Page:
In the late '30s and early '40s, pianist Teddy Wilson was a big deal in the land of jazz. He had many opportunities to perform as a sideman, and eventually got his breaks. These sessions showcase of variety of his efforts with big bands, large ensembles, small groups, and a singer named Billie Holiday. Though none of his own compositions are credited ("Big Apple" should be,) he certainly had a hand in the arrangements, and was given space to play quite a bit of piano. The Hep label has generously provided 23 selections with Wilson and bandmates including stalwarts Hot Lips Page, Lester Young, Freddie Green, Red Norvo and Pee Wee Russell, as well as backing trombonist Benny Morton's All Stars. There are two takes of "Ain't Misbehavin'," "Just a Mood" (Blue Mood,) "When You're Smiling," and "I Can't Believe That You're in Love with Me" for contrast sake. The sound reproduction of these vintage performances is excellent, and this one can easily be recommended to both fan and novice.
Reissue with the latest remastering and the original cover artwork. Comes with a description written in Japanese. A sweet 70s set from the ultra-hip rhythm duo of bassist John Lee and drummer Gerry Brown – working here in a European setting with loads of great reed work to support the "bamboo" vibe of the title! Flute player Chris Hinze blows both bamboo and regular flute – and the feel of the set is like some of his excellent fusion dates from the same time – but the record also has lots of great work from Gary Bartz on alto and soprano sax, plus some keyboards from Hubert Eaves and Jasper Van'T Hof – two very different players who balance out the mood nicely. Some tracks are full-on fusion, but they're offset by mellower, more introspective passages – of the sort that really let the reed players come out strongly – and titles include "Jua", "Rise On", "Who Can See The Shadow Of The Moon", "Infinite Jones", and "Deliverance".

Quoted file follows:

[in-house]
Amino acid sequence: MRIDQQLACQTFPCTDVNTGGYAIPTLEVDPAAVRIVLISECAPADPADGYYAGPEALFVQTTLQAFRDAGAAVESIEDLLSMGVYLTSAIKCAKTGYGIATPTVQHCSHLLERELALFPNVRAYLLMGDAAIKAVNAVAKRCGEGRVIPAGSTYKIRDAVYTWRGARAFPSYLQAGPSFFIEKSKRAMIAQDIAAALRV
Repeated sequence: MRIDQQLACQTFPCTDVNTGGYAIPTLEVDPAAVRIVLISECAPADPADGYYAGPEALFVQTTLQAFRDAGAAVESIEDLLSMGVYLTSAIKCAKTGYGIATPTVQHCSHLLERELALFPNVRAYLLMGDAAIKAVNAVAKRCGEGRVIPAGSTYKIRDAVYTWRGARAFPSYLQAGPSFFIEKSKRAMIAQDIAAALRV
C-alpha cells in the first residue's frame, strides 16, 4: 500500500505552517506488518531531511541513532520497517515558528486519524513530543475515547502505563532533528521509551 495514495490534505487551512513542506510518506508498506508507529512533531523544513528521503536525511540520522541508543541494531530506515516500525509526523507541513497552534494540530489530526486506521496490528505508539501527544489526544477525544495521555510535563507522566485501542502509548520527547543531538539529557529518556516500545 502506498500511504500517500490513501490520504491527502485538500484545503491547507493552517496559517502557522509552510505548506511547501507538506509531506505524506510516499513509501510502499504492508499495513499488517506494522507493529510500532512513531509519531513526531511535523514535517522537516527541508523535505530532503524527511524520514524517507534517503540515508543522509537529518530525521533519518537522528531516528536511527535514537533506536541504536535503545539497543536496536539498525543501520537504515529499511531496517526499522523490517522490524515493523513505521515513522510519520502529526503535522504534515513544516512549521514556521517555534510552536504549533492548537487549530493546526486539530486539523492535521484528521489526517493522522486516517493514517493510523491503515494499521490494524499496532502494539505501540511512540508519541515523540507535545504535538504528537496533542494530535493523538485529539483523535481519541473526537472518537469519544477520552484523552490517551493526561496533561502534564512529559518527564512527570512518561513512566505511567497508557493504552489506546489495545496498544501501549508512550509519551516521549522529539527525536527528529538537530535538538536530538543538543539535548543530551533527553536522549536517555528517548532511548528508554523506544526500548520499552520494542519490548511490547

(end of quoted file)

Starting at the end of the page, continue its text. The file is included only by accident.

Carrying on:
The 1988 edition of The Jazz Messengers, which drummer Art Blakey had been leading for 33 years, showed a great deal of promise. Comprised of trumpeter Philip Harper (soon to form The Harper Brothers), trombonist Robin Eubanks, the tenor of Javon Jackson, pianist Benny Green and bassist Peter Washington, this band (whose average age without counting Blakey was around 25) performs one original apiece by Green and Jackson along with five older songs on this enjoyable release. The music may not have contained too many surprises or been startlingly new, but the results are quite pleasing.
A nice compilation of jazz lounge, to spend the evening with a glass of fine wine.
This two-fer CD pairs 1972's Live at the Lighthouse with the less impressive, though still worthy, 1974 album Kharma, which was recorded at that year's Montreux Jazz Festival. As the head of a sextet on Live at the Lighthouse, Earland spearheaded some first-class soul-jazz, which integrated some funk and rock of the early '70s without sounding like a watered-down cocktail of all those styles (as many other soul-jazz-pop albums of the time did). The horn section of James Vass on sax and Elmer Coles on trumpet leaned more toward soul than jazz, as heard on the opening instrumental cover of Sly & the Family Stone's "Smilin'." The Carpenters' "We've Only Just Begun" wasn't the greatest tune to attempt, though Earland gamely put it into a boppish swing arrangement.